5 Haunted Spots in Fargo

Do you every go somewhere and get the feeling that you’re being watched? Or that something just isn’t right? These five haunted spots in Fargo have been known for prompting mysterious feelings and spooky sightings.

5 Haunted Spots in Fargo

1. Trollwood Park

The Fargo Park District currently owns and operates Trollwood Park. It has a playground, disc golf, and makes a great picnic spot. But the history of this park makes it seem a bit more sinister than it appears.

It was essentially built over a cemetery.
Scary spots in Fargo.
The willow tree, Trollwood Park, Fargo.

The Park was originally the location of the Cass County Hospital and Poor Farm in 1895. It was a hospital for the less fortunate and elderly, who could not afford to live on their own to get the care they needed. And the “Farm” was for the more capable individuals to work at in exchange for care.

Many of the people who died at the Cass County Hospital and Poor Farm in the early 1900s were buried in the cemetery on the property. When a resident had no money for burial or a tombstone, the county paid for burial in cheaply-marked graves.

The building was later turned into a nursing home and then closed and torn down in 1973.

When the Fargo Park District took over, they tried to relocate the graves. In 1985, Cass County moved more than 350 graves from the Trollwood Park grounds after river bank erosion began occurring. And in 1999 and 2020, further erosion exposed additional grave sites.

Scary spots in Fargo.
Trollwood Park, Fargo.

The F-M Paranormal group has investigated the park several times.

And visitors have reported hearing voices, the feeling of being followed closely while passing through the park, and told stories of a ghostly woman wearing a blue 19th century dress spotted under a massive willow tree. Not far from the tree is a large rock with the engraving of “County Cemetery #2.” It’s the marker to show where one of the old cemeteries used to be located. There were three total.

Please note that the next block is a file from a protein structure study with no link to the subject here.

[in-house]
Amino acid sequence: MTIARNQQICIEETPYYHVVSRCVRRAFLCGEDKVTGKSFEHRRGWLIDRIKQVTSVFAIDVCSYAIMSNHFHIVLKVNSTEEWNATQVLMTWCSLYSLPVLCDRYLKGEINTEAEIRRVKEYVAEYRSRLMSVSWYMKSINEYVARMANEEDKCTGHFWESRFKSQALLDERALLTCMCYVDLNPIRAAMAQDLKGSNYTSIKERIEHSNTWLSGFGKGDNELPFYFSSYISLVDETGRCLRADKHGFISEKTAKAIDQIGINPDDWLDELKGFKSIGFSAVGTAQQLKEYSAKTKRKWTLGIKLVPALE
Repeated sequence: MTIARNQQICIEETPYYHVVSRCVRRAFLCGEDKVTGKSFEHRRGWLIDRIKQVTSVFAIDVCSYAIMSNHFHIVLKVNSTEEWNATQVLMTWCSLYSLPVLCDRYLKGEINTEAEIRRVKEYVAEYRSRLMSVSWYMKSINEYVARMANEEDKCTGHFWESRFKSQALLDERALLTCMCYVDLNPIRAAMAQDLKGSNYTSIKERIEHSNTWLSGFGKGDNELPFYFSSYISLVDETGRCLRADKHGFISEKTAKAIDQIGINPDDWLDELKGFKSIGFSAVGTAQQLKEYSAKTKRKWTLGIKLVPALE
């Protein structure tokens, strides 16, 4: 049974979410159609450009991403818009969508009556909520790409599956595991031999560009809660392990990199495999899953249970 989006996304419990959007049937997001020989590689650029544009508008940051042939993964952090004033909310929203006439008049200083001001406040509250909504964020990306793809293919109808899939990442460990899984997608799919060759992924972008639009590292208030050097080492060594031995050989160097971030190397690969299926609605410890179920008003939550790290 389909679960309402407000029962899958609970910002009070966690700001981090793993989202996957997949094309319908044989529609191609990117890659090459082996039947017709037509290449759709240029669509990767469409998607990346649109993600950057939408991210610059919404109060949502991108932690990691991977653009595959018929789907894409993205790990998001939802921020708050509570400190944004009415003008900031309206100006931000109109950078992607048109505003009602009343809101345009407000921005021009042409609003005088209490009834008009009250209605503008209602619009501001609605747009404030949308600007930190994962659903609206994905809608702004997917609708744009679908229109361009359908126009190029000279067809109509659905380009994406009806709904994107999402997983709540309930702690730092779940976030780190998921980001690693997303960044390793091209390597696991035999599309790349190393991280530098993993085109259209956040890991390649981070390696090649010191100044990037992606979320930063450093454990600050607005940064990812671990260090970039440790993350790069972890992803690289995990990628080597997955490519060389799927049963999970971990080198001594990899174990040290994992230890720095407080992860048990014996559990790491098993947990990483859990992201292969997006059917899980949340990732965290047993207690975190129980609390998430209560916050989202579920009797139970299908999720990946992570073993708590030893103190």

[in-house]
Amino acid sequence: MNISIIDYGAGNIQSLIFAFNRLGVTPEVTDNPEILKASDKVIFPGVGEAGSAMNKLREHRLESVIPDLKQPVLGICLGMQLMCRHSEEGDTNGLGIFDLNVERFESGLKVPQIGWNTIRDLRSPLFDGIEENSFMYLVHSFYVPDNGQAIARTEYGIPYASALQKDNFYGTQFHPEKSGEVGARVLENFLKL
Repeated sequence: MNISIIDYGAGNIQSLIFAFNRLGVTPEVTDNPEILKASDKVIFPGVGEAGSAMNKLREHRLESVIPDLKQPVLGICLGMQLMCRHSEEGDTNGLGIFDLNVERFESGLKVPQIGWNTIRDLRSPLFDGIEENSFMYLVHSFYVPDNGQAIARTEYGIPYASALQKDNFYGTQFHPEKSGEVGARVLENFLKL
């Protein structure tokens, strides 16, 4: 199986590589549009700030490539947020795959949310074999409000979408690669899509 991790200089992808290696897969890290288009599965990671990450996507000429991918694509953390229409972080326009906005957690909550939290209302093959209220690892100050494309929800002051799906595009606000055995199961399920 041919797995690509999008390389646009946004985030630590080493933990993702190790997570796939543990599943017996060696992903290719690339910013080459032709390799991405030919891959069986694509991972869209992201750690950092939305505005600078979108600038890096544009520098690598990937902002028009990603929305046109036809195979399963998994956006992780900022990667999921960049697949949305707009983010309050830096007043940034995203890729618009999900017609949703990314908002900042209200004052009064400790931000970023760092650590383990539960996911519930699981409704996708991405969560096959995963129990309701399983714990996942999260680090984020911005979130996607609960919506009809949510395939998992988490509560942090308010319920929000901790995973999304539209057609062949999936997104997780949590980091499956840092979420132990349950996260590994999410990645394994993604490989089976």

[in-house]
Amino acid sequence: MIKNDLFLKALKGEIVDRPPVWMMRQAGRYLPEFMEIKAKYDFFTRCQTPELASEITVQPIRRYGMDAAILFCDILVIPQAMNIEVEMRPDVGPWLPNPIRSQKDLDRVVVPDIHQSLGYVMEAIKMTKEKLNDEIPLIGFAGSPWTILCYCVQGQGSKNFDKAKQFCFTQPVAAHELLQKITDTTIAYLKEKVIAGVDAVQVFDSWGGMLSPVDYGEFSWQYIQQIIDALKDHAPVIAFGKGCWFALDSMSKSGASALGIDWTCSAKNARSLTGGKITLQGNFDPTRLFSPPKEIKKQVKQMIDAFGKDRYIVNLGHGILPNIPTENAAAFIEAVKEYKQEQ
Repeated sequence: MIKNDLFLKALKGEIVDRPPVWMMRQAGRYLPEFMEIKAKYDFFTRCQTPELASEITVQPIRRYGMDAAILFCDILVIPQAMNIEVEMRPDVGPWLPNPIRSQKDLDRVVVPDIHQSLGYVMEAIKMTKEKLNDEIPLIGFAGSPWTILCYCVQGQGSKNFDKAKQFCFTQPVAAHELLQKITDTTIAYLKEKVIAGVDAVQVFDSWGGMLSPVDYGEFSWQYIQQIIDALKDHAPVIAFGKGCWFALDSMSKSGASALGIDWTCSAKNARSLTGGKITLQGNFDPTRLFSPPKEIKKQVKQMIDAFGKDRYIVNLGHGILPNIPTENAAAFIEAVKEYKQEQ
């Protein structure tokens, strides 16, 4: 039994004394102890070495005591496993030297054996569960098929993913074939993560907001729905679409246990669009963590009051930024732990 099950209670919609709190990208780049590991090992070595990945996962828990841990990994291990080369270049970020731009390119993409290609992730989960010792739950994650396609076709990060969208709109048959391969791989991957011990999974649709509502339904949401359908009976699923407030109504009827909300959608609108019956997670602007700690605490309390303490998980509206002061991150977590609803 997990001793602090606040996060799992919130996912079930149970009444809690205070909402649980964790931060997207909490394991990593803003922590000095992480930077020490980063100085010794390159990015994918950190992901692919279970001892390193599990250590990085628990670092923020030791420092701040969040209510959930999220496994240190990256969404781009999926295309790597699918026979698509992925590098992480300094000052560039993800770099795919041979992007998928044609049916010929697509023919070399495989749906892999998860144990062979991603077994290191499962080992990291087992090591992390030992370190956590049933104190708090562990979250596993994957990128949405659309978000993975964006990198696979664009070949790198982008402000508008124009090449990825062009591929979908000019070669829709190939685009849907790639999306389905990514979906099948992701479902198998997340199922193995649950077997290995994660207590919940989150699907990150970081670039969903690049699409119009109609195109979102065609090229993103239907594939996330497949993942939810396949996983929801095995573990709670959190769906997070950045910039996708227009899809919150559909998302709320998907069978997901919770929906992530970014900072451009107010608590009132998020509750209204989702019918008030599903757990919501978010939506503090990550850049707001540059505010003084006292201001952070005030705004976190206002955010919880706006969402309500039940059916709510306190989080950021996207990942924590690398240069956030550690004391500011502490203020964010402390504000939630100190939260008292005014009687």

2. Bonanzaville

This collection of old buildings lies on 12 acres of land just outside West Fargo. Owned by the Cass County Historical Society, the Bonanzaville Museum and Village has 41 buildings including Fargo’s first house, a saloon and hotel, schoolhouse, church, mercantile store, and other buildings.

One of the buildings is Houston House. The home where David Henderson Houston Sr. lived with his family. And includes the bedroom where he died in 1906.

Workers and visitors have reported hearing children laughing inside the Houston House in the middle of winter, when no children were around.

And ghost hunters had previously visited the Houston House and Brass Rail Saloon and reported paranormal activity.

Interested in investigating yourself?

Bonanzaville Paranormal Investigations take place each fall around the time of Halloween. This allows people to move beyond museum barriers in teams of six (with an experienced guide). And provides the opportunity to discover firsthand any unusual happenings with the use of EMF detectors and voice boxes.

3. Riverside Cemetery

Scary spots in Fargo.
Mausoleum at Riverside Cemetery.

This one might seem a bit obvious, since it is a cemetery.

Established in 1879, Riverside Cemetery is Fargo’s oldest and largest cemetery.

There are two mausoleums in the cemetery, and people have reported hearing odd noises in and around these areas. Along with reports of unexplained orbs, mists, and other anomalies in photos and videos of the area.

4. Yunker Farm

The farmhouse is very old, dating back to 1876. And there have been reports of mysterious door and window closings along in the house, along with elevators moving on their own.

Visitors have also reported seeing a ghostly image of a little girl near the well.

Yunker Farm had previously housed a children’s museum that closed in 2021. But nearby gardens and the onsite playground remain open to the public.


Two buildings in particular, Ceres Hall and Minard Hall, have been singled out as being particularly spooky. Students have reported feeling a strange presence and also the lights on entire floors going out.

Are there any haunted spots in Fargo that we missed? Let us know in the comments below.

And interested in learning more about notable and historical places arounds town? See our post on Historic Landmarks & Museums in Fargo-Moorhead.
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Leah Tennefos
Leah is a true Midwesterner: born in Minnesota, educated at the University of North Dakota, and living in Fargo since 2009. She has a degree in English and spent years working as a paralegal. Leah is now a stay-at-home mom to two boys, Andrew and Sammy. She spends her free time reading, traveling, and getting a good workout in. She loves learning, music, art, coffee, the oxford comma, and is continually pursuing the elusive goal of having an organized home.


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